Warren and I went to the photo studio today to take pictures. The first time I told him about taking pictures, I didn’thave to ask him to bring his own photos: he offered.
I met him in the basement of Polk to meet with Shawn McAfee, the art director for this project. Shawn said some of the veterans have a hard time being serious during photo shoots, but Warren was pretty good about it. I made sure that Shawn took a few pictures.
After taking pictures, Carly and her soldier were next in line. Warren and Carly’s soldier began talking and poking fun at each other’s choice of military branch (she was in the Navy, I think). After a few minutes, though, Warren stopped, looked at me, and asked if we should go to look through his pictures. The reminded me of the first time I met him, when he didn’t waste any time asking if I was the girl he was meeting. We went into the next room and he began with the photos on his flash drive. He explained that some of the pictures were taken by reporters that were implanted within their unit. He explained each one: there were group shots, pictures of the city center he told me about, even picture of him getting sea sick during their third deployment. One picture stood out to me the most: it was he and his friend, Justin Toren. He said it was after they got done clearing the Old City (which I took to mean Najaf); they were both still in full uniform. It was taken from behind. They were walking away from the photographer, each with his arm around the other. When I told him I liked that one, he agreed. Justin has it framed at his house still today.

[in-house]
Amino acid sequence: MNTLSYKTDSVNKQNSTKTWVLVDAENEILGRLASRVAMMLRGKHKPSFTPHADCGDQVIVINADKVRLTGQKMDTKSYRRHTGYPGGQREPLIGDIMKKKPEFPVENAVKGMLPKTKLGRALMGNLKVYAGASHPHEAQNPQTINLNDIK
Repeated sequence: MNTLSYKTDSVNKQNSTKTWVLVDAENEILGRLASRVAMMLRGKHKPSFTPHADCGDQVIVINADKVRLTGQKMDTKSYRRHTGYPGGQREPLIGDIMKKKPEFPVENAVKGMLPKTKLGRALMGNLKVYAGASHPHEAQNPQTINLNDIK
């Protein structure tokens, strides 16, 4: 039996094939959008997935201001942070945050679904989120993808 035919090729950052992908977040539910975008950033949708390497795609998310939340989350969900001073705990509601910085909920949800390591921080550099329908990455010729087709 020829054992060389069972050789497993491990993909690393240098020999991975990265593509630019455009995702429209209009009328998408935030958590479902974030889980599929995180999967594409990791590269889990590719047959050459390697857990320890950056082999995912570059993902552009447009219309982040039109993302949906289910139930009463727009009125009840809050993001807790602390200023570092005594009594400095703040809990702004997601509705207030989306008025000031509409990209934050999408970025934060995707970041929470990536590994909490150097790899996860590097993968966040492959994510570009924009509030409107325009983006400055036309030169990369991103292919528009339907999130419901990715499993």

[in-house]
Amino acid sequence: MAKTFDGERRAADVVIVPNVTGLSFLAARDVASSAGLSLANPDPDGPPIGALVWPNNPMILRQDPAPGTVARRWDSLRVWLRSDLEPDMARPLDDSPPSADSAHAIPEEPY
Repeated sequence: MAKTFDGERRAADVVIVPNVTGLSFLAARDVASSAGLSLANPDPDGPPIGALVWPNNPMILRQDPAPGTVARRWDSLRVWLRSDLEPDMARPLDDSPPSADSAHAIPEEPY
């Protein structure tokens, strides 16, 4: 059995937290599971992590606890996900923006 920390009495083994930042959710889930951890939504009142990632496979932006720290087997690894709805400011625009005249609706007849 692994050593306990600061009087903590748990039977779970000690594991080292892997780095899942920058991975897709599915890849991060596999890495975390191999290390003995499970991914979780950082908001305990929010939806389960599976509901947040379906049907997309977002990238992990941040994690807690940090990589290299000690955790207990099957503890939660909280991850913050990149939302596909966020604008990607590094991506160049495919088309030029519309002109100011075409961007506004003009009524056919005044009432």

I had my first podcast bay interview with Nick this week and it went well. There was only one question he would not answer. I asked if there was anything he had never told anyone about his tour. He said that there was but he would not share it. I have set up another time to do photos with him and do another interview. So far his story is turning out to be interesting. He was a bad kid that proved he could be more. My main concern now is that he has only found two people for me to interview about him. He has said he is not on speaking terms with his parents and most of his friends from the military are too busy. He has two people and is waiting to hear from a third but says he is not the best with communication. Nick is also sending me around 10 photographs from his tour.